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I'm wondering how to find out which way the resultant current flows when you've got a really simple circuit with two voltage sources separated by 2 resistors in series. See the below circuit (the bottom part is supposed to be earthed in the original circuit, I guess this applies to any equivalent circuit for analysis). The current direction on the diagram is supposed to be the right answer:

circuit 2 voltage sources

Now how does one go about it conceptually and how would one solve this specific problem for instance. In a way it seems so confusing with 2 voltage sources, and also a bit strange that the current is supposed to go from left to right, when the voltage source to the right provides a higher voltage. One would think from Ohm's law that a higher voltage would provide a higher current (easy to see since the resistors are equal in size), so the current from the right would "win" over the other. The question refers to electron current, but use the symbol I, so I would think what they are after is the way the current flows and not the electrons (since we know that the electrons physically run in the opposite direction of the current I).

According to Kirchoff we know that the sum of currents into node m is equal to 0, since there are only 2 entries into the node, it means both currents equal each other in magnitude, however they are opposite in direction. We also know that the same resultant current runs through both resistors. But the resulting current is not zero, and how can we find that one?

In the original circuit the bottom part is earthed, and I guess that of course would apply for any equivalent circuit when analyzing the situation.

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    \$\begingroup\$ If you are trying to determine an unknown current you must assume that it flows in a certain direction. The current is then determined using nodal analysis, Kirchoff's laws, superposition, or whatever is easiest. If the current calculation results in a positive value the assumed direction is correct; if the calculation results in a negative value the actual direction is opposite to that assumed. \$\endgroup\$ – Chu Apr 27 '15 at 12:52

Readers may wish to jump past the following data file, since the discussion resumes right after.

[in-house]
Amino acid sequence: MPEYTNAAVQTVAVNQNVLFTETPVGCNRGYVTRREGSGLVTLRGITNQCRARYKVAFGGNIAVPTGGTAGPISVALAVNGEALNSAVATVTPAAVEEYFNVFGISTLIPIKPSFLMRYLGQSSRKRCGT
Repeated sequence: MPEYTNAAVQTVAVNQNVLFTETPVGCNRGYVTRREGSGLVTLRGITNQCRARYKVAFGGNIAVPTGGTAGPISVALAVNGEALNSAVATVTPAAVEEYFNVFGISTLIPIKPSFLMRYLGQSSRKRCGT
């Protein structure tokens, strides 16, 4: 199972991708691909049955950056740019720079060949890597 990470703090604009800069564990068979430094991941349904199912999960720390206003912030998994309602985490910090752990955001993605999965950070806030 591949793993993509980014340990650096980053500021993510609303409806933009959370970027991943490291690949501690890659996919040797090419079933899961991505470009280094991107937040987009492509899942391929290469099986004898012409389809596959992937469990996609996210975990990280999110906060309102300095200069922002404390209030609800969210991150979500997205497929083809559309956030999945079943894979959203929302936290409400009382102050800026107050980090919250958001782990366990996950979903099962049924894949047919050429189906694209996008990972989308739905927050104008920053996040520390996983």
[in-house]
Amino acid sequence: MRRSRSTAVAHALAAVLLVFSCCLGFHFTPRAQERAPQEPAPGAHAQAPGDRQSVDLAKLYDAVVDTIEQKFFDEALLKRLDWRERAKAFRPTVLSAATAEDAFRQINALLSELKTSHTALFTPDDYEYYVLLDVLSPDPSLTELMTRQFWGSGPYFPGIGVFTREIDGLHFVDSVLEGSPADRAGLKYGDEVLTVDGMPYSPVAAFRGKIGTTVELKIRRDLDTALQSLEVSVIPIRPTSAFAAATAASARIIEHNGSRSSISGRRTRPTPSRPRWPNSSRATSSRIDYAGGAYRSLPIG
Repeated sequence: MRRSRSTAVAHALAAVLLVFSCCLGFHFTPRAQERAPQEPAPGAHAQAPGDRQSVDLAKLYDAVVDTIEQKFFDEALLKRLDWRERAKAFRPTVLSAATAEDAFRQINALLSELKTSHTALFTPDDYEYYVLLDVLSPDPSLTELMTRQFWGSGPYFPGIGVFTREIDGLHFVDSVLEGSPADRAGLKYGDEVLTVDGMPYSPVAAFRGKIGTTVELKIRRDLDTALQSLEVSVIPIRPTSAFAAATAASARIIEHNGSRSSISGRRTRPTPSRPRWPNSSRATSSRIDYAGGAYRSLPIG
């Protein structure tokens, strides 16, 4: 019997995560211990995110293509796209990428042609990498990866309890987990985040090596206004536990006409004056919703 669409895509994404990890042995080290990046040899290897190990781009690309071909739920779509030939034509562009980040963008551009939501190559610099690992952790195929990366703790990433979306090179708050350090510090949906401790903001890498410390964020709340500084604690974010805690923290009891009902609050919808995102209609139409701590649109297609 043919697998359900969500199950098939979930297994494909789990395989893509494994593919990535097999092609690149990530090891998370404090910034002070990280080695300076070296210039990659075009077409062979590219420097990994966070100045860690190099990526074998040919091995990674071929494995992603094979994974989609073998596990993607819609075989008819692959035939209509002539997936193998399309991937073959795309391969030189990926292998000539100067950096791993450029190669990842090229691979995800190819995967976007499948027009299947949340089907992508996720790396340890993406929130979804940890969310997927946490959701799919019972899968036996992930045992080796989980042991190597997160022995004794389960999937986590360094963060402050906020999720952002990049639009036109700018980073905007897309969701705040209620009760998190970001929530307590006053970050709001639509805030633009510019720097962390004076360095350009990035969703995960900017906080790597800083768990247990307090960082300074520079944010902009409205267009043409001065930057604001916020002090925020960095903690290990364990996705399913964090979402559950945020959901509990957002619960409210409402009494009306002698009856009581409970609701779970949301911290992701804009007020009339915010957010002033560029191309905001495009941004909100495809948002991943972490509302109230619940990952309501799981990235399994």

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The current direction on the diagram is supposed to be the right answer

The current direction in the diagram is the WRONG answer.

If you combine those two resistors into a single 100kohm resistor, current flows from the higher potential to the lower potential and the amount is the potential difference (20V-10V) divided by 100kohm i.e 100 micro amps flow from right to left thru the resistor.

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  • \$\begingroup\$ Perhaps this is rather a question of definition and naming conventions. The question-text asks for electron current, so maybe they are after the direction the electron's flow (the direction the electrons move) and not the current I? Or is electron-current the same as what we refer to as the current I? \$\endgroup\$ – BoroBorooooooooooooooooooooooo Apr 27 '15 at 18:10
  • \$\begingroup\$ @Mollart It's your question! \$\endgroup\$ – Andy aka Apr 27 '15 at 18:45
  • \$\begingroup\$ yeah I'm just questioning whether what the assignment is really asking for since the given answer is wrong. So I was questioning if I misunderstood the term electron-current. But yeah I agree to your conclusion for I, intuitively it's what I thought all along, that's part of what made me a little confused. Thanks though, this helps me! \$\endgroup\$ – BoroBorooooooooooooooooooooooo Apr 27 '15 at 21:14

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